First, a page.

'A Cruel Distortion of History'

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CommonDreams.org

'A Cruel Distortion of History'

by
Sean Gonsalves

The Roberts Supreme Court didn't reinstitute segregation as the law of the land in its recent ruling on Seattle's and Louisville's integration plans but in a land where schools are, in fact, still mostly segregated by race (and class), it does signal the death of integration; the end of King's dream; or at least, the abandonment of a means to a moral end envisioned by King.

To me, the most disturbing aspect about the Roberts Court's integration decision is the enshrining of a "cruel distortion of history," to borrow dissenting Justice Breyers' words.

The "cruel distortion," of course, is the appropriation of the Brown case and the dishonest neo-conservative claim to being the true heirs of the Civil Rights legacy.

As Professor Risa Goluboff put it in a recent Slate article, the Roberts Court transformed "an opinion championing racial equality (Brown) into one that countenances - even requires - continuing racial inequality and segregation in the name of the Constitution."

Ironically, the seeds for this co-optation were sown by Brown legal advocates themselves. Professor Goluboff notes: "the lawyers who directed the Brown litigation...intentionally set aside the actual inequalities between black and white schools in favor of a blanket prohibition," leaving the door open for Roberts to utter the either naíve or dishonest opinion that "the way to stop discrimination on the basis of race is to stop discriminating on the basis of race."

Unfortunately, the Roberts reading of Brown fails to take into account the broader historical context. Brown was intended to overturn Plessy v. Ferguson, which was based on the legal premise that blacks were an inferior race. Brown was considered to be a starting point on the road to racial equality.

The trajectory was toward integration, as Alexander v. Holmes County Board of Education (1969) - defining what the Court meant by desegregating "at all deliberate speed" - and Swann v. Charlotte-Mecklenburg Board of Education (1971) show.

We were heading down Redress Past Wrongs Road. The plan wasn't to stop at formal non-discrimination and adhere to a judicial view that pretends race doesn't exist, or that systemic discrimination doesn't limit Constitutionally-protected life-opportunities.

Some folks say the ruling is a victory for the neo-conservative ideal of a "colorblind society." I can see how laissez-faire libertarians find such illusions comforting but social conservatives?

If the wages of sin are death, like the Bible says - and even the "saved" die - then perpetual racial awareness is the price we all pay for the sin of the fathers, founding a nation on the basis of white supremacy and on the backs of black slaves.

Because race-consciousness is inextricably tied to white-skin privilege - transmitting itself in one form or another in each successive generation - the ideal of a "color-blind society" is no ideal at all. Colorblindom is a land unreachable traveling on a segregated Bus of Best-Wishes. The boat leaving for Colorblindtopia left a looooong time ago.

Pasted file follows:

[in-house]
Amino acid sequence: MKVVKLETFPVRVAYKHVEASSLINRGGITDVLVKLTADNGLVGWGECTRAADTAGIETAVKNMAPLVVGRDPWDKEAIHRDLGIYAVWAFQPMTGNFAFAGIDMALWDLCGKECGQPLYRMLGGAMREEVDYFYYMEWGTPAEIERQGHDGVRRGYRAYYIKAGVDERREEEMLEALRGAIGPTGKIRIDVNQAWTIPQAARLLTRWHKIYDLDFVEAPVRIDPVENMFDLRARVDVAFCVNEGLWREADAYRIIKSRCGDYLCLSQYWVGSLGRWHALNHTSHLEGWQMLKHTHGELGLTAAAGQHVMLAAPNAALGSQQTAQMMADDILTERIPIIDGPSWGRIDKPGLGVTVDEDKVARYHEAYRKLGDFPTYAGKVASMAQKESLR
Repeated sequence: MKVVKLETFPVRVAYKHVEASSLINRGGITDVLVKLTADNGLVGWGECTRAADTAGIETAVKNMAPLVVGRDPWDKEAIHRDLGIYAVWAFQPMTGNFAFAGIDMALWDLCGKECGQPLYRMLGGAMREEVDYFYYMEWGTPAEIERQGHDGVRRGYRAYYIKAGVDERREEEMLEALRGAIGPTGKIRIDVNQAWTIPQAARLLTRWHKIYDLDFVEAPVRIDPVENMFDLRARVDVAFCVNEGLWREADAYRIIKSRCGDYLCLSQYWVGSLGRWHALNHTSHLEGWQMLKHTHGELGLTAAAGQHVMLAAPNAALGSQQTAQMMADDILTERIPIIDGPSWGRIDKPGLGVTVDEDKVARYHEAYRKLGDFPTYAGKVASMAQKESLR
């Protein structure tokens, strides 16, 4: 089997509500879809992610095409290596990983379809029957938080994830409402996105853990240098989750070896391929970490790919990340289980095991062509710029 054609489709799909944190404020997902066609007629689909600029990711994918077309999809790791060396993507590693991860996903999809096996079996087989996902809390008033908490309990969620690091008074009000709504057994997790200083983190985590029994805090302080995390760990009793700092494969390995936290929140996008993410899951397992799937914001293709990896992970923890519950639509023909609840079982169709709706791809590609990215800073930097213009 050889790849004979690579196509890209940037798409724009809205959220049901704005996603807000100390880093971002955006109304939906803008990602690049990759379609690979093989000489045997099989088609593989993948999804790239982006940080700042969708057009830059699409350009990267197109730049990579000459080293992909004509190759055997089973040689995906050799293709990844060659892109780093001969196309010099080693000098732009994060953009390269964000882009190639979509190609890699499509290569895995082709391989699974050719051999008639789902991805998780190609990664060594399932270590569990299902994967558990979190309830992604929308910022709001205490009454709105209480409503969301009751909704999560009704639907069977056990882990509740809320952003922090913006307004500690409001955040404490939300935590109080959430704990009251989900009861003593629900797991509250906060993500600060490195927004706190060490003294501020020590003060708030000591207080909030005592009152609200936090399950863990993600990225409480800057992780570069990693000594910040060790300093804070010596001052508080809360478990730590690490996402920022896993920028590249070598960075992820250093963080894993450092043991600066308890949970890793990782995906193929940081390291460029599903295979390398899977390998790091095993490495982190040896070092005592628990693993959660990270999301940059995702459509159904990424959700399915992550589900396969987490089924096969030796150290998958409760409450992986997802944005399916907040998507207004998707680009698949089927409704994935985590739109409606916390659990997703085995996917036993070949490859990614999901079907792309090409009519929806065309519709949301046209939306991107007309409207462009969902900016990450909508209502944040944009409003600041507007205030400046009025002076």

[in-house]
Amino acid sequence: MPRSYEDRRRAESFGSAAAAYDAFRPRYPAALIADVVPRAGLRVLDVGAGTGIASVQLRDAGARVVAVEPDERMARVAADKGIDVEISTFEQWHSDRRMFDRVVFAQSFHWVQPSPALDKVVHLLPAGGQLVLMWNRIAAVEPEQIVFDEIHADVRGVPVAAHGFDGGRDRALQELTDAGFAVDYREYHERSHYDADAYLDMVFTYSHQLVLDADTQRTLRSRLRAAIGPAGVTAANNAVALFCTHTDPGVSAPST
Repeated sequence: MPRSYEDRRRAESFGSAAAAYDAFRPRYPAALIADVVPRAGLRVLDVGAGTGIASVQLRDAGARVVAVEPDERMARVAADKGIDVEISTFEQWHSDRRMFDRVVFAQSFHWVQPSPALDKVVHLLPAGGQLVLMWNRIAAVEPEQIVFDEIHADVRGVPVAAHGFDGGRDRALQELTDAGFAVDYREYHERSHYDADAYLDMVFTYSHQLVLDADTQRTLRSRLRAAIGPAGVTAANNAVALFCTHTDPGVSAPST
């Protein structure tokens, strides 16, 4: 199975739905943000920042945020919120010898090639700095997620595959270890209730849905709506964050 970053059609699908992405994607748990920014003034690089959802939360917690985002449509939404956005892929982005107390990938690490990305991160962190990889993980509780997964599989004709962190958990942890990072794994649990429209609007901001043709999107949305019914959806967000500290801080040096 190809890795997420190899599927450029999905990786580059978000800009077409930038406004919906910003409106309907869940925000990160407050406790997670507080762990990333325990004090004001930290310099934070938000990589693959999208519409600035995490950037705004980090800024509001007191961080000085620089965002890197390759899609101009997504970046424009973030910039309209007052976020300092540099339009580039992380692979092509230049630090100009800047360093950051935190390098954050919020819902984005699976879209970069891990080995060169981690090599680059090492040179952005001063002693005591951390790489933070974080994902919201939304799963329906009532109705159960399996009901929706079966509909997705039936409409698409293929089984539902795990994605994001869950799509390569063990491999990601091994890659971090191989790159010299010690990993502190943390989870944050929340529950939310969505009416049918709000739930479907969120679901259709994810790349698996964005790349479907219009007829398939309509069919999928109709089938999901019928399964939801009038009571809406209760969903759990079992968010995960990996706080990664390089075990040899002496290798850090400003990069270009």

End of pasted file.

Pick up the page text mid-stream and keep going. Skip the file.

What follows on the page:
And, at this point in history, "color-blindness" is so far from the reality, it's not even desirable to be "colorblind."

How can anyone truly appreciate the courage of a Sojourner Truth or a Martin Luther King without "seeing" race? How can we truly understand the strength of character and the historical significance of a Jackie Robinson without "seeing" race? How can the irony of a Jesse Owens going to Nazi Germany and embarrassing Hitler by winning four gold medals be truly grasped without understanding the history-altering impact of race on real-world conditions and outcomes? Would there be blues or jazz or hip hop in a "color-blind" society?

And, more importantly, how can we "see" societal patterns of racial injustice with "color-blind" analyses?

While there's been progress in race relations, it's not the kind of progress where we ought to be congratulating each other. Don't forget, it's been less than a hundred years since black folk were being lynched every three days, on average; as hundreds - sometimes thousands - of gleeful white "Christians" crowded around a dead, mutilated, black body, amid family picnics.

Where have all the lynch mobs and their children gone? And what happened to all those whose silent complicity allowed such terrorism to carry on? They're not all dead. On what miraculous day (or week, or year, or decade) did white America have this huge change of heart?

Yes, the days of state-sanctioned segregation are still a thing of the past and integration may not be the ultimate answer. But being color-blind is no way forward.

Sean Gonsalves is an assistant news editor with the Cape Cod Times and a syndicated columnist. He can be reached at sgonsalves@capecodonline.com

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